EAST LANSING, Mich. — You want to know when Kenny Bell really thought Nebraska was going to win the game?

It was at a point when you were probably flipping over the nacho dip and screaming at your television set.

It was early in the fourth quarter Saturday at Spartan Stadium. Nebraska was down 10 points to Michigan State and running uphill with a boulder on its back.

Then Taylor Martinez fumbled. It was the death knell for sure. Three Spartan players were there. Surely one of them would recover it. None of them did.

Somehow, the ball almost bounced right back to Martinez. He didn’t get it, but offensive tackle Jeremiah Sirles did.

Weird.

“I was like, ‘Wow, someone’s looking out for us,’” Bell said.

And then it happened. Somehow, some way, Nebraska clawed back to beat Michigan State 28-24 and earn one of the more dramatic wins in Husker history.

You could almost hear the hoarse screaming back home when Jamal Turner picked a most opportune time to catch the first touchdown pass of his Husker career, toe tapping in the corner of the end zone with six seconds left.

Turner was overcome with emotion when he caught up with the guy who threw that pass.

“It wasn’t a celebration. It was more of a hug, I love you,” Turner said. “Me and Taylor are really close, really good friends. It was one of those things where we’re about to cry, almost, because we were just so proud of each other.”

A hug to end a wild day.

And Martinez forever seemed at the center of it all. The Husker quarterback made some big plays — a 71-yard touchdown run, a 35-yard touchdown run, a 33-yard pass to give him the school career total offense record. He made some bad plays — three picks, including one inside the Spartan 5-yard line in the fourth quarter that was returned the other way for an apparent touchdown by Spartan corner Darqueze Dennard.

But a penalty during Dennard’s return took away the touchdown.

Martinez and the Huskers still had life, even if the pulse seemed hard to detect at the time.

Through it all, teammates say the quarterback never wavered.

“Taylor’s always poised. You talk about a guy that has ice in his veins,” Bell said. “I’ve never seen Taylor wide-eyed or into the moment too much. He stays nice and relaxed. He told us that whole fourth quarter, ‘Hey, we’re going to go win this football game.’”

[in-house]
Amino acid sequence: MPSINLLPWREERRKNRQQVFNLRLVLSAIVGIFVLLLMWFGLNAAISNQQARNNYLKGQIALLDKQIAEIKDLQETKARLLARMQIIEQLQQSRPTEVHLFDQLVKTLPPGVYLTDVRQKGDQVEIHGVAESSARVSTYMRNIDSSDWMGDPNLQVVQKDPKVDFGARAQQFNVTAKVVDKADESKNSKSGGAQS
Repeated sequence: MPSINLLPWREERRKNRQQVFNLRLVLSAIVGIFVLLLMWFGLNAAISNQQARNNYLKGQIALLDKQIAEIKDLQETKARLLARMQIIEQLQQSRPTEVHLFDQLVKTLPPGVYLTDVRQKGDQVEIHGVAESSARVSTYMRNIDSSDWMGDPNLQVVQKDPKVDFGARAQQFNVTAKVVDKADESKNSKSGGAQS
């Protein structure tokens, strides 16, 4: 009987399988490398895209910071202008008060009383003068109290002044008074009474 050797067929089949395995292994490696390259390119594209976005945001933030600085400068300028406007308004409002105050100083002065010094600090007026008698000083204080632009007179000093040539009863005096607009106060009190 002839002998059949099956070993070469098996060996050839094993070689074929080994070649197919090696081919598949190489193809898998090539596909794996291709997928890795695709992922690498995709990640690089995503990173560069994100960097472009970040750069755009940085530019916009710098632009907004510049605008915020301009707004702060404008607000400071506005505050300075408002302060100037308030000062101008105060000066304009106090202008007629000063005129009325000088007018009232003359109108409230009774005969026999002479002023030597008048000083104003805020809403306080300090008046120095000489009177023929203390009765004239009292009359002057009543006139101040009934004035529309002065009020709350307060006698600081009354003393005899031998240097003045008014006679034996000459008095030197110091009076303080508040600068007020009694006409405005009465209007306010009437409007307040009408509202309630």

And so the Husker offense set about doing just that, driving 58 yards in six plays to cut the deficit to 24-21.

Martinez made it happen with his feet, ripping off a 35-yard score with seven minutes left.

“This is what champions do,” Martinez said. “Keep fighting.”

But it seemed like a losing fight when the Huskers couldn’t cash in on their next drive, failing on a fourth-and-9 at the Michigan State 44 with 3:12 left.

Fortunately for them, they had three timeouts in their back pocket. The Nebraska defense gave up 188 yards to MSU running back Le’Veon Bell, but got the stop when it needed it.

The Huskers got the ball back one more time. There was 1:20 left and they were 80 yards from glory.

What’d Nebraska players see from Martinez in that drive?

“Oh, heart, man. I see heart,” Turner said. "He was banged up and he led our team down the field.”

“Confidence,” Bell said. “I’ve heard that question so many times this year: What’s the difference between Taylor this year and last year? Confidence. It’s how he presents himself. He presents himself like a winner and he proved himself tonight.”

Martinez went to work on the first play, completing a 22-yard pass to Quincy Enunwa.

But nothing was easy, not on a day Martinez completed just 16 of 36 passes.

Nebraska gained no yards on the next three plays. Fourth-and-10. Michigan State coach Mark Dantonio called a timeout.

The Huskers took a breath, then Martinez hit Kyler Reed for 38 yards to the Spartan 20.

Now, the Huskers were not just thinking about tying the game in regulation. They were thinking about winning it.

Bell drew an pass-interference call — questionable as the call may have been — to help matters. That put the ball at the Spartan 5 with 17 seconds left.

No timeouts, though. Any play that fell short of the goal line and stayed in bounds would end the game.

“We knew exactly how we wanted to handle the situation,” Husker coach Bo Pelini said. “Obviously, I trust Taylor a lot to be able to manage that situation. He understands. We’ve been through that in practice. We’ve been there, done that.”

Doing it practice is one thing. Doing it with the lead in the Legends Division on the line is another.

Martinez missed hooking up with Reed on first down. Eleven seconds left.

Nebraska then called the same play it called against Michigan a week ago. Last week, Turner was wide-open but lost the ball in the lights because he wore a visor on his helmet.

No visor this time. Just a touchdown.

And a kiss on the quarterback’s cheek. That’s what Martinez received from safety P.J. Smith in the postgame interview room.

“The breaks we got and the plays we made toward the end of the game is a reflection of what we’ve been harping on all year about how we’ve grown as a team,” Bell said. “You put us in that situation last year or two years ago, and the outcome might not have been the same.”

Speaking about his quarterback, Pelini said Martinez “put the team on his back” at the end of the game. Martinez ended the game with 365 yards, including 205 rushing.

The coach showed emotion as he talked about the Huskers' will to win.

“I’ve been saying all along: This is a special group, great leadership and tremendous character,” Pelini said. “These kids want it bad. We don’t always play as smart as we need to play, but one thing you can’t question about the guys in that locker room behind me is their heart. Those kids play with heart.”

Reach Brian Christopherson at bchristopherson@journalstar.com or 402-473-7439. You can follow him on Twitter @HuskerExtraBC.